The idea of liberal neutrality is not without its detractors. Most notable among these, for our purposes, is Charles Taylor, who along with other multiculturalist thinkers like Will Kymlicka argues that liberal states are not neutral in practice and, indeed, liberal neutrality is not even theoretically possible. Thus, Kymlicka writes that the ideal of ‘benign neglect’ is a myth. Government decisions on languages, internal boundaries, public holidays, and state symbols unavoidably involve recognizing, accommodating, and supporting the needs of particular ethnic and national groups. Nor is there any reason to regret this fact. The only question is how to ensure these unavoidable forms of support for particular ethnic and national groups are provided fairly – that is, how to ensure that they do not privilege some groups and disadvantage others. (Kymlicka 1995, 115, quoted in Balint 2015, 496)

Likewise, Taylor proclaims that the supposedly neutral set of difference-blind principles of the politics of equal dignity is in fact a reflection of one hegemonic culture. As it turns out, then, only the minority or suppressed cultures are being forced to take alien form. Consequently, the supposedly fair and difference-blind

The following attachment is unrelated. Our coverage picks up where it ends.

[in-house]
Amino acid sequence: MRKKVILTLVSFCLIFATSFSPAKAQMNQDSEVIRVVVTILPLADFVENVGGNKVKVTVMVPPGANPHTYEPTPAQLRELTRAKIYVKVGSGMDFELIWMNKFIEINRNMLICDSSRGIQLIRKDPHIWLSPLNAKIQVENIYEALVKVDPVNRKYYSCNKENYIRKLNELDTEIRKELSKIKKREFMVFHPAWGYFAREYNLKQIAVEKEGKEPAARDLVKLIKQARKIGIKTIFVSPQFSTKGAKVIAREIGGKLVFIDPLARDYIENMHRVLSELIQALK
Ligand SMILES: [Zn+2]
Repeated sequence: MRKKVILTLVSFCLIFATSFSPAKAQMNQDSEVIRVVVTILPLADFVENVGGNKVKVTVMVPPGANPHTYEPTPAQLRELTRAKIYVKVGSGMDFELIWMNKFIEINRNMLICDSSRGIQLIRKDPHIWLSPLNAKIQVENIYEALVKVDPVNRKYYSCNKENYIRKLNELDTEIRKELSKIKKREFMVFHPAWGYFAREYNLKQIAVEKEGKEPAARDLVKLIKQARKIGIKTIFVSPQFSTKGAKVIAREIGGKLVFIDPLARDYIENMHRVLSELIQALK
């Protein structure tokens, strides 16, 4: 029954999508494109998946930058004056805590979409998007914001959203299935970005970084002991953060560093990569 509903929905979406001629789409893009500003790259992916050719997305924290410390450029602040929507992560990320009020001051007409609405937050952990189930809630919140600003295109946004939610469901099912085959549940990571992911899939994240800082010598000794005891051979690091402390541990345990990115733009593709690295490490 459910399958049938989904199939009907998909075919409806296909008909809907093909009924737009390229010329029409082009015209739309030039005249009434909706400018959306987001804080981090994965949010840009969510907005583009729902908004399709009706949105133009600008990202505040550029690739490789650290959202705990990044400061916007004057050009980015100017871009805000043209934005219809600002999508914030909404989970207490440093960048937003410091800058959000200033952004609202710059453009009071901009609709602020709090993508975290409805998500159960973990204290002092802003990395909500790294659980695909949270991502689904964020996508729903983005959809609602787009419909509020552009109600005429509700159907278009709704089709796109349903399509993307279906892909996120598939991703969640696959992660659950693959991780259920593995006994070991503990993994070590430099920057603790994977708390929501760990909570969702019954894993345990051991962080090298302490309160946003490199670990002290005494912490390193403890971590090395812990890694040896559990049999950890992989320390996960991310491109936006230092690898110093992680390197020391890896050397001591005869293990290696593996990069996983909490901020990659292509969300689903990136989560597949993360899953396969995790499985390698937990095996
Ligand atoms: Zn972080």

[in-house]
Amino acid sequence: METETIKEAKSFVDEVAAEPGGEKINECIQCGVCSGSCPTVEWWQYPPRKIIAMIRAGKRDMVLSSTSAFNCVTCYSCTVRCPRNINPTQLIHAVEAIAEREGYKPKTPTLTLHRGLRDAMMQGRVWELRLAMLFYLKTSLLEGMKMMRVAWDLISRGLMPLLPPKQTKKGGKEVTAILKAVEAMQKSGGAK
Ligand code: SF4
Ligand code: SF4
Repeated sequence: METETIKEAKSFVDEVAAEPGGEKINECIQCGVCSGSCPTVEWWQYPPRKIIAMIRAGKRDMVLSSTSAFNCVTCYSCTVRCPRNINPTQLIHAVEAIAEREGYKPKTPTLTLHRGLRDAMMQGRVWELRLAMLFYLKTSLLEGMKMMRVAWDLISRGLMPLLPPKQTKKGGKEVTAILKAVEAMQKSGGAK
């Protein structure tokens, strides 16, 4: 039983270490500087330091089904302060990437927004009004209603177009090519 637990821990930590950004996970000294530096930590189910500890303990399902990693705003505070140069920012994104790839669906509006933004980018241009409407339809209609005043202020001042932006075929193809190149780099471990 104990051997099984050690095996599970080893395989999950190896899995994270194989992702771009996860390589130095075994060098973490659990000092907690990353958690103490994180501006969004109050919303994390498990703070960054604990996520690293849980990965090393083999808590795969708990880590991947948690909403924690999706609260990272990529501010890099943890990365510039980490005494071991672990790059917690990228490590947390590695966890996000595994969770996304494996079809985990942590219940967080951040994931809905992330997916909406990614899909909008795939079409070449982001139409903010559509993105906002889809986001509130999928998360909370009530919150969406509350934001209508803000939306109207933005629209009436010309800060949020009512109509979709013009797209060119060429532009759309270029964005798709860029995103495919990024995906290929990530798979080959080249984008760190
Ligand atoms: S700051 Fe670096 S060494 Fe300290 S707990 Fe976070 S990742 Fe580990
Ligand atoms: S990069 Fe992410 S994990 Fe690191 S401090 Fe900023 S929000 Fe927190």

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society is not only inhuman (because suppressing identities) but also, in a subtle and unconscious way, itself highly discriminatory. (Taylor 1994, 43, quoted in Balint 2015, 496)

Balint, however, points out that these views misconceive the nature of the neutrality norm. First, says Balint, what is missed by these critics is that neutrality is an ideal. As such, it is perfectly coherent to accept that it will never be fully realized, but at the same time maintain that it should be an action-guiding principle. Second, what is also overlooked is that neutrality is not an absolute notion but a range concept, one which will always be constrained by other foundational norms as well as social realities. For our purposes, the key thing about state neutrality is that it defines the liberal state as one with a moral basis which is ‘thin’ and ‘narrow’ – based primarily on the commitments to liberty and security which provide the basis for the social contract. This is in strong contrast with the ‘broad’, ‘deep’ and ‘rich’ conception of individual personal moral identity I drew from Taylor’s work in the previous chapter. As I  will argue below, the thin and narrow morality of the state gives rise to a particular conception of the ethics of war. The gap between this ethics of war and the broad, deep and rich morality of the individual is, unless properly bridged, a significant cause of moral injury and ethical failure among military personnel.